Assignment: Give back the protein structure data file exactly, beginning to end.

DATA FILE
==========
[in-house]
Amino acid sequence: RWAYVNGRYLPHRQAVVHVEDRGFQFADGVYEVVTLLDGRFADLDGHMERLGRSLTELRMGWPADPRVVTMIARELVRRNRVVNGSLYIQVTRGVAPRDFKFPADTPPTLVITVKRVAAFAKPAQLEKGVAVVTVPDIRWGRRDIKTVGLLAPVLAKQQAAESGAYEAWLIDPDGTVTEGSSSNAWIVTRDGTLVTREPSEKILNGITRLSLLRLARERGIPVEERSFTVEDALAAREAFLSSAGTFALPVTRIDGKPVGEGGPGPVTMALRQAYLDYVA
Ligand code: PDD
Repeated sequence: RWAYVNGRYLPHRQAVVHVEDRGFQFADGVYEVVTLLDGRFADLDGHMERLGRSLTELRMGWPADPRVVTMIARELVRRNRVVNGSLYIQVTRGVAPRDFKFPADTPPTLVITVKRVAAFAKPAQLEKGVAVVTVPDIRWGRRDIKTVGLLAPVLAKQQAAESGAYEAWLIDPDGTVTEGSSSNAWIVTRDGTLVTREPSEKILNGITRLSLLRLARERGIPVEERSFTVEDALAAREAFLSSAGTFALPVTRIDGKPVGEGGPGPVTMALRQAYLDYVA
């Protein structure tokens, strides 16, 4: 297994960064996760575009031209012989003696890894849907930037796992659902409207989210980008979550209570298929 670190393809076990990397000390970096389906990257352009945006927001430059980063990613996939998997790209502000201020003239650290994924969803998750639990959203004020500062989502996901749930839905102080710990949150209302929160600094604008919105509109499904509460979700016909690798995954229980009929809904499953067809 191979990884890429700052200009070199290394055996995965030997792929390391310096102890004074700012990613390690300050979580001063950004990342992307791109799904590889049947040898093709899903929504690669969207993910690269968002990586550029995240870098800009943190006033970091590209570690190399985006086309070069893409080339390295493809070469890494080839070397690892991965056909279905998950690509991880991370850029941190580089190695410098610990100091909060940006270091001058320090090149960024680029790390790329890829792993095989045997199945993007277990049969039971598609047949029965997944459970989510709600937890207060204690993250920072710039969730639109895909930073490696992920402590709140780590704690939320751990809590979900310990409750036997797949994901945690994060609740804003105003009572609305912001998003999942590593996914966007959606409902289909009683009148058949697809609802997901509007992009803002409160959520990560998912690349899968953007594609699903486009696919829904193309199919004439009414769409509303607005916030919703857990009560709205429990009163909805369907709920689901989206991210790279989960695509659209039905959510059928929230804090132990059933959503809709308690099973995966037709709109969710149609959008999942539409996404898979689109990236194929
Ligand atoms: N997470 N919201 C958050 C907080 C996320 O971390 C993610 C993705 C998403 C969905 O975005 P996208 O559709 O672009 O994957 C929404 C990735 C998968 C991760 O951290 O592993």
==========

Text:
[in-house]
Amino acid sequence: RWAYVNGRYLPHRQAVVHVEDRGFQFADGVYEVVTLLDGRFADLDGHMERLGRSLTELRMGWPADPRVVTMIARELVRRNRVVNGSLYIQVTRGVAPRDFKFPADTPPTLVITVKRVAAFAKPAQLEKGVAVVTVPDIRWGRRDIKTVGLLAPVLAKQQAAESGAYEAWLIDPDGTVTEGSSSNAWIVTRDGTLVTREPSEKILNGITRLSLLRLARERGIPVEERSFTVEDALAAREAFLSSAGTFALPVTRIDGKPVGEGGPGPVTMALRQAYLDYVA
Ligand code: PDD
Repeated sequence: RWAYVNGRYLPHRQAVVHVEDRGFQFADGVYEVVTLLDGRFADLDGHMERLGRSLTELRMGWPADPRVVTMIARELVRRNRVVNGSLYIQVTRGVAPRDFKFPADTPPTLVITVKRVAAFAKPAQLEKGVAVVTVPDIRWGRRDIKTVGLLAPVLAKQQAAESGAYEAWLIDPDGTVTEGSSSNAWIVTRDGTLVTREPSEKILNGITRLSLLRLARERGIPVEERSFTVEDALAAREAFLSSAGTFALPVTRIDGKPVGEGGPGPVTMALRQAYLDYVA
């Protein structure tokens, strides 16, 4: 297994960064996760575009031209012989003696890894849907930037796992659902409207989210980008979550209570298929 670190393809076990990397000390970096389906990257352009945006927001430059980063990613996939998997790209502000201020003239650290994924969803998750639990959203004020500062989502996901749930839905102080710990949150209302929160600094604008919105509109499904509460979700016909690798995954229980009929809904499953067809 191979990884890429700052200009070199290394055996995965030997792929390391310096102890004074700012990613390690300050979580001063950004990342992307791109799904590889049947040898093709899903929504690669969207993910690269968002990586550029995240870098800009943190006033970091590209570690190399985006086309070069893409080339390295493809070469890494080839070397690892991965056909279905998950690509991880991370850029941190580089190695410098610990100091909060940006270091001058320090090149960024680029790390790329890829792993095989045997199945993007277990049969039971598609047949029965997944459970989510709600937890207060204690993250920072710039969730639109895909930073490696992920402590709140780590704690939320751990809590979900310990409750036997797949994901945690994060609740804003105003009572609305912001998003999942590593996914966007959606409902289909009683009148058949697809609802997901509007992009803002409160959520990560998912690349899968953007594609699903486009696919829904193309199919004439009414769409509303607005916030919703857990009560709205429990009163909805369907709920689901989206991210790279989960695509659209039905959510059928929230804090132990059933959503809709308690099973995966037709709109969710149609959008999942539409996404898979689109990236194929
Ligand atoms: N997470 N919201 C958050 C907080 C996320 O971390 C993610 C993705 C998403 C969905 O975005 P996208 O559709 O672009 O994957 C929404 C990735 C998968 C991760 O951290 O592993």